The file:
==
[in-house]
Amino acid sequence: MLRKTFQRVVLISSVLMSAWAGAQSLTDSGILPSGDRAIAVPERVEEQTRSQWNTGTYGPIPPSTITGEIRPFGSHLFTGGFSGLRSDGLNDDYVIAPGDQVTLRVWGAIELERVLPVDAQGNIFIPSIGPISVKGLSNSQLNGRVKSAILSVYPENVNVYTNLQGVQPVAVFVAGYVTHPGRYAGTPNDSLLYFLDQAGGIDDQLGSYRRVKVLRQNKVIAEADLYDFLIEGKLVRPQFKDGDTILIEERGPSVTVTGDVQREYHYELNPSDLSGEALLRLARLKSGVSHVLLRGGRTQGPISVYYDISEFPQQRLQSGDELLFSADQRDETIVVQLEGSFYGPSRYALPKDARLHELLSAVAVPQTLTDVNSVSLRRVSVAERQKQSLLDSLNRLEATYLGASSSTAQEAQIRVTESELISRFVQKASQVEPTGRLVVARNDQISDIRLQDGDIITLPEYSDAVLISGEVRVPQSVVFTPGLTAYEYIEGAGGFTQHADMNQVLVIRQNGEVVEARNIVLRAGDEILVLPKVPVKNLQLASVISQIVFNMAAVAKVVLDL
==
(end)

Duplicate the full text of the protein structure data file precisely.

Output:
[in-house]
Amino acid sequence: MLRKTFQRVVLISSVLMSAWAGAQSLTDSGILPSGDRAIAVPERVEEQTRSQWNTGTYGPIPPSTITGEIRPFGSHLFTGGFSGLRSDGLNDDYVIAPGDQVTLRVWGAIELERVLPVDAQGNIFIPSIGPISVKGLSNSQLNGRVKSAILSVYPENVNVYTNLQGVQPVAVFVAGYVTHPGRYAGTPNDSLLYFLDQAGGIDDQLGSYRRVKVLRQNKVIAEADLYDFLIEGKLVRPQFKDGDTILIEERGPSVTVTGDVQREYHYELNPSDLSGEALLRLARLKSGVSHVLLRGGRTQGPISVYYDISEFPQQRLQSGDELLFSADQRDETIVVQLEGSFYGPSRYALPKDARLHELLSAVAVPQTLTDVNSVSLRRVSVAERQKQSLLDSLNRLEATYLGASSSTAQEAQIRVTESELISRFVQKASQVEPTGRLVVARNDQISDIRLQDGDIITLPEYSDAVLISGEVRVPQSVVFTPGLTAYEYIEGAGGFTQHADMNQVLVIRQNGEVVEARNIVLRAGDEILVLPKVPVKNLQLASVISQIVFNMAAVAKVVLDL